OncoTreat identified master regulators in gastroenteropancreatic neuroendocrine tumors (GEP-NET).

  • Major finding: OncoTreat identified master regulators in gastroenteropancreatic neuroendocrine tumors (GEP-NET).

  • Concept: A screen detected compounds that target master regulator activity and induce regression in GEP-NETs in vivo.

  • Impact: The OncoTreat methodology may enable precision oncology in tumors that lack actionable mutations.

Precision oncology has focused on the identification of pharmacologically actionable oncogenic mutations that may induce oncogene addictions, thereby leading to novel therapies. However, most adult malignancies lack actionable mutations, or harbor mutations in oncogenes that are not currently druggable. Further, where mutation-directed therapies are available, acquired drug resistance often leads to eventual relapse. Thus, new approaches are needed to identify novel therapies for precision oncology. Alvarez, Subramaniam, and colleagues sought to identify compounds that target master regulator proteins in cancer, developing a methodology termed OncoTreat to prioritize compounds based on their ability to invert the activity of patient-specific master regulator proteins. To identify master regulator proteins responsible for implementing and maintaining the cancer cell's transcriptional state, data from 212 gastroenteropancreatic neuroendocrine tumors (GEP-NET) with available RNA-sequencing profiles were analyzed. This analysis uncovered multiple GEP-NET master regulators linked to progression from primary to metastatic disease. Of the top 34 putative master regulators, 16 were successfully silenced using shRNA, and 15 of those suppressed tumor cell growth in vitro, indicating their potential as therapeutic targets. These validated GEP-NET master regulators included the early neuroendocrine lineage factors IKZF1, IKZF3, SPI1, GFI1, and POU2F2, the EMT drivers Notch2, EOMES, and GATA3, and the immunomodulatory factors CD45, IL2RB1, CD53, CD86, RUNX3, CIITA, and IL10. A screen of 107 small-molecule compounds identified several compounds predicted to invert the activity of identified GEP-NET master regulators in specific metastatic patients, thus inducing tumor-checkpoint collapse, including the HDAC1/3 inhibitor entinostat. In vivo, entinostat induced regression of tumor xenografts. In addition to identifying potential therapeutic targets in patients with GEP-NETs, the OncoTreat methodology may be more broadly applicable to identify potentially targetable master regulators for precision oncology.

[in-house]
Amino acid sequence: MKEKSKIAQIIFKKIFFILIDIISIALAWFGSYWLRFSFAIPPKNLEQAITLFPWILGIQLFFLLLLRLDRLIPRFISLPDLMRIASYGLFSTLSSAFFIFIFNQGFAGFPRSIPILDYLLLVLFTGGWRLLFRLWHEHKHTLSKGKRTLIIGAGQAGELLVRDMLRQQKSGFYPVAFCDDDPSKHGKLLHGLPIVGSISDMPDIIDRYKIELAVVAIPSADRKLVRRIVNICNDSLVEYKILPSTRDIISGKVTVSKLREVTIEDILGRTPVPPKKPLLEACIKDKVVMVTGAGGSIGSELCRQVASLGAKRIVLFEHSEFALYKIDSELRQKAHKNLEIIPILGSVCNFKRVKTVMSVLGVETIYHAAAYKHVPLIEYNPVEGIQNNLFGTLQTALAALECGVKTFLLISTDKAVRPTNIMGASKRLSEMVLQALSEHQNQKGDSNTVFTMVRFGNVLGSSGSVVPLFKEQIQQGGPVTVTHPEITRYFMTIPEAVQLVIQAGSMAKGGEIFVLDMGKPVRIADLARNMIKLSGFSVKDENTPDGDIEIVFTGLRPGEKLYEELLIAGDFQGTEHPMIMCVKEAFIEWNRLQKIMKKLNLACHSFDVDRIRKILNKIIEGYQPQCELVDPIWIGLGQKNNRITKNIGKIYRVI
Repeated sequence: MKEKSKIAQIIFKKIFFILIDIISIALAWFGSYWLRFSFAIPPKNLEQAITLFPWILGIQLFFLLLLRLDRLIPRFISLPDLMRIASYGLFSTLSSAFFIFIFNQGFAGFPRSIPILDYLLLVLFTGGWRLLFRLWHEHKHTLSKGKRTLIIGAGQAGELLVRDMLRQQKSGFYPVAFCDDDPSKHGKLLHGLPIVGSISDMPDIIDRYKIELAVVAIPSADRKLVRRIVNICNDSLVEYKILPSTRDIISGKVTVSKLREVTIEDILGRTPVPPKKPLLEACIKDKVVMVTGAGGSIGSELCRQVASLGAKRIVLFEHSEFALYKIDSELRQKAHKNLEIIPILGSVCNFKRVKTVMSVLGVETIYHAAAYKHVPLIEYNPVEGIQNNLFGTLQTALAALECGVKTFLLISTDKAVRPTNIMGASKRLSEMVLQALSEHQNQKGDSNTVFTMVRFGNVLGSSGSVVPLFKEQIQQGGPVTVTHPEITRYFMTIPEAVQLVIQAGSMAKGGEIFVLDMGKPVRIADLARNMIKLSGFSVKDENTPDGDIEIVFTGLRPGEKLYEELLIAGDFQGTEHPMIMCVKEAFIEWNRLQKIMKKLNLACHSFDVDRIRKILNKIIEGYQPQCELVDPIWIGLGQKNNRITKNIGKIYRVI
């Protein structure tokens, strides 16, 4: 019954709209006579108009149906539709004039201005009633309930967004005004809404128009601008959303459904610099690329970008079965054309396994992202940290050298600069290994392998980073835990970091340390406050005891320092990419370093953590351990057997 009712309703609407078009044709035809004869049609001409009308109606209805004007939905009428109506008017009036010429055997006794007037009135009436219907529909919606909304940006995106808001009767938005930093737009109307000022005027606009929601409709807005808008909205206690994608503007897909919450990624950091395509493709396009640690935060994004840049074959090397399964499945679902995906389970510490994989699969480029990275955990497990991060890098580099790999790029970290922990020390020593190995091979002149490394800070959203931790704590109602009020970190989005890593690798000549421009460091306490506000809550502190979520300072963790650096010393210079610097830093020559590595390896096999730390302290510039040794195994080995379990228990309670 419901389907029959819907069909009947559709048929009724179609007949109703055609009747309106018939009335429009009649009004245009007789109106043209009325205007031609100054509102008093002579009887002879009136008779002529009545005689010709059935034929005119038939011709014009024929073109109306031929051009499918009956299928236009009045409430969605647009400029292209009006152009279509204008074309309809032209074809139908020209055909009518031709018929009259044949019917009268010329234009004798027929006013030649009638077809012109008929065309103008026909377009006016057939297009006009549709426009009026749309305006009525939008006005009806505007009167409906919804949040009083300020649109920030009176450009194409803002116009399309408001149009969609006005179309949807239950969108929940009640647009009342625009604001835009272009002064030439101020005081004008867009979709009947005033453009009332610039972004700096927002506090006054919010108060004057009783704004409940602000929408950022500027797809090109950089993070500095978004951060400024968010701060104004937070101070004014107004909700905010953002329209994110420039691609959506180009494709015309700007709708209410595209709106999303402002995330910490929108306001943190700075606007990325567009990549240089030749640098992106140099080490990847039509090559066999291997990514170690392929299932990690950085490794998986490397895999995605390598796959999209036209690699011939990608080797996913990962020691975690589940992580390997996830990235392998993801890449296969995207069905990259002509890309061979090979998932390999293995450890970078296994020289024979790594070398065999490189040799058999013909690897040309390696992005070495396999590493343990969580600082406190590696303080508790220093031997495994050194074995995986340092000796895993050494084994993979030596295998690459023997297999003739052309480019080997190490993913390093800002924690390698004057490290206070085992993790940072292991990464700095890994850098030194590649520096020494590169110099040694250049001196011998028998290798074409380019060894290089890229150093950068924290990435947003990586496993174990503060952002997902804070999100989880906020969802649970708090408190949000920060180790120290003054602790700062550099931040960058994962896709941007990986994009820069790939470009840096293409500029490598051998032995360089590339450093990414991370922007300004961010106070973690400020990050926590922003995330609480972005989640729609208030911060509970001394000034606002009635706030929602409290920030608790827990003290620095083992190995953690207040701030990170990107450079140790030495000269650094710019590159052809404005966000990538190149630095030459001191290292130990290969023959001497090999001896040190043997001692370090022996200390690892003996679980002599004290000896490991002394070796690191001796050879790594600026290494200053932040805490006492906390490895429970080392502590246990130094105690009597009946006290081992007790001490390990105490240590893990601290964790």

Alvarez MJ, Subramaniam PS, Tang LH, Grunn A, Aburi M, Rieckhof G, et al. A precision oncology approach to the pharmacological targeting of mechanistic dependencies in neuroendocrine tumors. Nat Genet 2018 Jun 18 [Epub ahead of print].

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